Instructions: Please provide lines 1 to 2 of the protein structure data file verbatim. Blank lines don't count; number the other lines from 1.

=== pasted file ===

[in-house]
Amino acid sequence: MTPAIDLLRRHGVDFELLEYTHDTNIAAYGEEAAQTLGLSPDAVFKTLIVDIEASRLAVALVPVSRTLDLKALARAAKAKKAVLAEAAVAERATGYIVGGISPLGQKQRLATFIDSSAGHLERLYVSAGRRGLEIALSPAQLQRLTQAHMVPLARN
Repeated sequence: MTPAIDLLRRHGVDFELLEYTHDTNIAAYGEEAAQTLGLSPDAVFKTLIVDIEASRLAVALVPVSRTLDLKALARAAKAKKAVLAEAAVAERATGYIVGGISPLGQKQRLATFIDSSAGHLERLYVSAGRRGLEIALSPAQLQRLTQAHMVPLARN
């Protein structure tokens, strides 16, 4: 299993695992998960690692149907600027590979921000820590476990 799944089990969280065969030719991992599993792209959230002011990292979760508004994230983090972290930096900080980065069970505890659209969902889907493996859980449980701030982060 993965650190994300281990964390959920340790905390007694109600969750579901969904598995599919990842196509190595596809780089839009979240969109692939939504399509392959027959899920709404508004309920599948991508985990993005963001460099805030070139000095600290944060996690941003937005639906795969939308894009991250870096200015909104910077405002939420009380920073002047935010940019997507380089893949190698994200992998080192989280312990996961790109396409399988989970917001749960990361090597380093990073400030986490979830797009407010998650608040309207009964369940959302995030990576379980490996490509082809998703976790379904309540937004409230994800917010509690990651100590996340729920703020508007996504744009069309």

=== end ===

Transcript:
[in-house]
Amino acid sequence: MTPAIDLLRRHGVDFELLEYTHDTNIAAYGEEAAQTLGLSPDAVFKTLIVDIEASRLAVALVPVSRTLDLKALARAAKAKKAVLAEAAVAERATGYIVGGISPLGQKQRLATFIDSSAGHLERLYVSAGRRGLEIALSPAQLQRLTQAHMVPLARN